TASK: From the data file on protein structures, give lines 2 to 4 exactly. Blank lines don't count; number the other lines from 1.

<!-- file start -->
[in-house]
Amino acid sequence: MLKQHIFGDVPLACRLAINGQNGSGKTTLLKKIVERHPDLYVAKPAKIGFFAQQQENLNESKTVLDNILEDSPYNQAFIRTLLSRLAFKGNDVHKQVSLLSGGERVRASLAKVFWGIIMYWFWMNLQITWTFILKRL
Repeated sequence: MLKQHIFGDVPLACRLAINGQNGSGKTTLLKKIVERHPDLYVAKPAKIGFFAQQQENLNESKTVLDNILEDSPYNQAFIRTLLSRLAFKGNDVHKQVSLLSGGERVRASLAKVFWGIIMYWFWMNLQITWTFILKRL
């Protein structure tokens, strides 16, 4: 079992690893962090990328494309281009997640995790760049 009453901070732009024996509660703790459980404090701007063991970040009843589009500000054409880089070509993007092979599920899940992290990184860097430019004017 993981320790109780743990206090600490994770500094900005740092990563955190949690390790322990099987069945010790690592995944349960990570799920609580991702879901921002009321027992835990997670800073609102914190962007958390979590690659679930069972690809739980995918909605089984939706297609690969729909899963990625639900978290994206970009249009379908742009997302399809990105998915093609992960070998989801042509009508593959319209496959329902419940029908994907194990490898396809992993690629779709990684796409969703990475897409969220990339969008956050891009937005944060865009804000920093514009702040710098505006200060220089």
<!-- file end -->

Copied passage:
Amino acid sequence: MLKQHIFGDVPLACRLAINGQNGSGKTTLLKKIVERHPDLYVAKPAKIGFFAQQQENLNESKTVLDNILEDSPYNQAFIRTLLSRLAFKGNDVHKQVSLLSGGERVRASLAKVFWGIIMYWFWMNLQITWTFILKRL
Repeated sequence: MLKQHIFGDVPLACRLAINGQNGSGKTTLLKKIVERHPDLYVAKPAKIGFFAQQQENLNESKTVLDNILEDSPYNQAFIRTLLSRLAFKGNDVHKQVSLLSGGERVRASLAKVFWGIIMYWFWMNLQITWTFILKRL
């Protein structure tokens, strides 16, 4: 079992690893962090990328494309281009997640995790760049 009453901070732009024996509660703790459980404090701007063991970040009843589009500000054409880089070509993007092979599920899940992290990184860097430019004017 993981320790109780743990206090600490994770500094900005740092990563955190949690390790322990099987069945010790690592995944349960990570799920609580991702879901921002009321027992835990997670800073609102914190962007958390979590690659679930069972690809739980995918909605089984939706297609690969729909899963990625639900978290994206970009249009379908742009997302399809990105998915093609992960070998989801042509009508593959319209496959329902419940029908994907194990490898396809992993690629779709990684796409969703990475897409969220990339969008956050891009937005944060865009804000920093514009702040710098505006200060220089």